Ladies, if you wondered if you were the only one who experienced urine leakage while sneezing or laughing, you’re not alone. Urinary incontinence affects one in three woman during some part of their lives. Just knowing that can prove comforting. It can also help you live a better life when your bladder leakage occurs. The following are ways to better understand the problem and treatment methods that can improve your condition.
What is it?
Urinary incontinence occurs when you lose control of your bladder. Whether it’s due to menopause and pregnancy or a medical condition and strenuous activity, there are five common types. Although it can be embarrassing, especially if your symptoms are severe, a large number of woman suffer from the issue. Urine leaking is just one of the problems. You may also have a strong urge to go and getting to the bathroom in time to urinate can be challenging. Speaking to your physician about your symptoms can rule out certain medical infections or diseases. A simple lifestyle change or treatment plan can help put an end to the incontinence or relieve the discomfort.
Stress incontinence is caused by sudden stomach pressure in relation to coughing, lifting or laughing. Certain exercises can also be at the root of the urine leaks. Whether the pelvic muscles have become weakened through surgery or childbirth, stress incontinence is quite common. Treatment methods are dependent on the physician and severity of the patient’s condition. Conservative methods include less invasive options such as wearing pads that are absorbent. Lifestyle changes that include reducing caffeine, weight loss and avoiding certain strenuous exercises may also be recommended. Kegel muscles where the pelvic muscles are flexed can also be beneficial. Patients may undergo surgery by way of bladder sling. Using material constructed from the tissue of the patient or synthetic mesh, the sling is attached under the urethra and anchored in place. Although the transvaginal mesh devices are common, they have been linked to various complications. Infection, inflammation, internal bleeding and erosion are several examples and have resulted in drug lawsuits against the manufacturer.
Urge incontinence happens when a person has to urinate right away and often before they can reach the bathroom. Your body may alert you just a few moments before urination. Most common in elderly individuals, it could be a sign of an overactive bladder, stones or a bladder infection. If the urge to urinate gets in the way of your daily activities, you want to schedule an appointment with your doctor. Treatment methods can vary and include Kegel exercises, dietary changes and medication. A pessary or urethra insert can also help reduce your urine leakage.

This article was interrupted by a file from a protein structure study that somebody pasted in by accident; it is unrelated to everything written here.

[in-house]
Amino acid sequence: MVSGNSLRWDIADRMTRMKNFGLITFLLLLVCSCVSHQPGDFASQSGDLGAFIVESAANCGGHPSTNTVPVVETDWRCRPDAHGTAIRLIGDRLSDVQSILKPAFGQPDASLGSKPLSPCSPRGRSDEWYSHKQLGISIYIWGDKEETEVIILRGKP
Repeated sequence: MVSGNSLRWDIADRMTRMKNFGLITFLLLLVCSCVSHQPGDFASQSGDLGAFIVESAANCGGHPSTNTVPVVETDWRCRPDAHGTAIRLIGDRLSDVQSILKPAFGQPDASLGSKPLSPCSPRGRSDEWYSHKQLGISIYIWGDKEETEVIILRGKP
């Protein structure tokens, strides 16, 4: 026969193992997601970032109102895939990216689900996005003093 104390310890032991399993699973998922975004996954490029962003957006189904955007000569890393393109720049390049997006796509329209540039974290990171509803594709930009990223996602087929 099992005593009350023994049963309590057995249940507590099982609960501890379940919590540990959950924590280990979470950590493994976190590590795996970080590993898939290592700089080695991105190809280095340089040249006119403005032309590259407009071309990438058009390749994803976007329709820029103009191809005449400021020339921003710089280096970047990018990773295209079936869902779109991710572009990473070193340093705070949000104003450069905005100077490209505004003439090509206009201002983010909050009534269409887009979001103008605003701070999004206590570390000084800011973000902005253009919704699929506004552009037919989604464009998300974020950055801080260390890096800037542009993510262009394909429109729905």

Overflow incontinence is uncontrollable and causes small amount of urine to leak during the day or at night when you sleep. You may not have the sense that your bladder is full or you’ve lost the ability to empty your bladder fully. Found to be more common in men than women, causes can include a tumor or an enlarged prostate that blocks the flow of urine. Certain medications or diabetes are other causes.
Medication, a catheter and surgery are recommended treatment methods for the problem.
Functional incontinence occurs when your urine control is normal, but you’re unable to get to the toilet in time. Arthritis, Parkinson’s disease, multiple sclerosis or other types of ailments may make it challenging for a patient to move or get around. Doctor’s typically treat the condition that may contribute to the problem. Patients can also make changes to their home environment such as clearing the route to the bathroom or wearing clothing that is easy to remove.
Mixed incontinence is a bothersome problem because in order for the treatment to become a success, they have to find a way for both urge and stress factors to respond to therapy. Usually one type of incontinence dominates the other.